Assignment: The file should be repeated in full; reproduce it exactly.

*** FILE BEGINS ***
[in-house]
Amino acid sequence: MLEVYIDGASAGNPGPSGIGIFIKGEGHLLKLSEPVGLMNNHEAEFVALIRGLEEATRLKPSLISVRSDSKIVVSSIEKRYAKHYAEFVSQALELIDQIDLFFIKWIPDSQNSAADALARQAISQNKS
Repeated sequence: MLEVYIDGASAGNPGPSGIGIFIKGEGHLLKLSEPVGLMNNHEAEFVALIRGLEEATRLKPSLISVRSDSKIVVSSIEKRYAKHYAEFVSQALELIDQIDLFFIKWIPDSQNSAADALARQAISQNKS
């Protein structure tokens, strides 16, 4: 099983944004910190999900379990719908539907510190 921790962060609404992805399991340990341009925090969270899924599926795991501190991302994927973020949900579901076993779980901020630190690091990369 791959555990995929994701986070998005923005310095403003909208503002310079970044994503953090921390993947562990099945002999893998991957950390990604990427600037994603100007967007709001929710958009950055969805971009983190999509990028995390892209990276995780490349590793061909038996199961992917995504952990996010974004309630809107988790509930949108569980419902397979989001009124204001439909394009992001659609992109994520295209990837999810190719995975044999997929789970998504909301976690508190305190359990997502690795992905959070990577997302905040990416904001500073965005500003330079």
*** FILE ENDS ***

[in-house]
Amino acid sequence: MLEVYIDGASAGNPGPSGIGIFIKGEGHLLKLSEPVGLMNNHEAEFVALIRGLEEATRLKPSLISVRSDSKIVVSSIEKRYAKHYAEFVSQALELIDQIDLFFIKWIPDSQNSAADALARQAISQNKS
Repeated sequence: MLEVYIDGASAGNPGPSGIGIFIKGEGHLLKLSEPVGLMNNHEAEFVALIRGLEEATRLKPSLISVRSDSKIVVSSIEKRYAKHYAEFVSQALELIDQIDLFFIKWIPDSQNSAADALARQAISQNKS
């Protein structure tokens, strides 16, 4: 099983944004910190999900379990719908539907510190 921790962060609404992805399991340990341009925090969270899924599926795991501190991302994927973020949900579901076993779980901020630190690091990369 791959555990995929994701986070998005923005310095403003909208503002310079970044994503953090921390993947562990099945002999893998991957950390990604990427600037994603100007967007709001929710958009950055969805971009983190999509990028995390892209990276995780490349590793061909038996199961992917995504952990996010974004309630809107988790509930949108569980419902397979989001009124204001439909394009992001659609992109994520295209990837999810190719995975044999997929789970998504909301976690508190305190359990997502690795992905959070990577997302905040990416904001500073965005500003330079």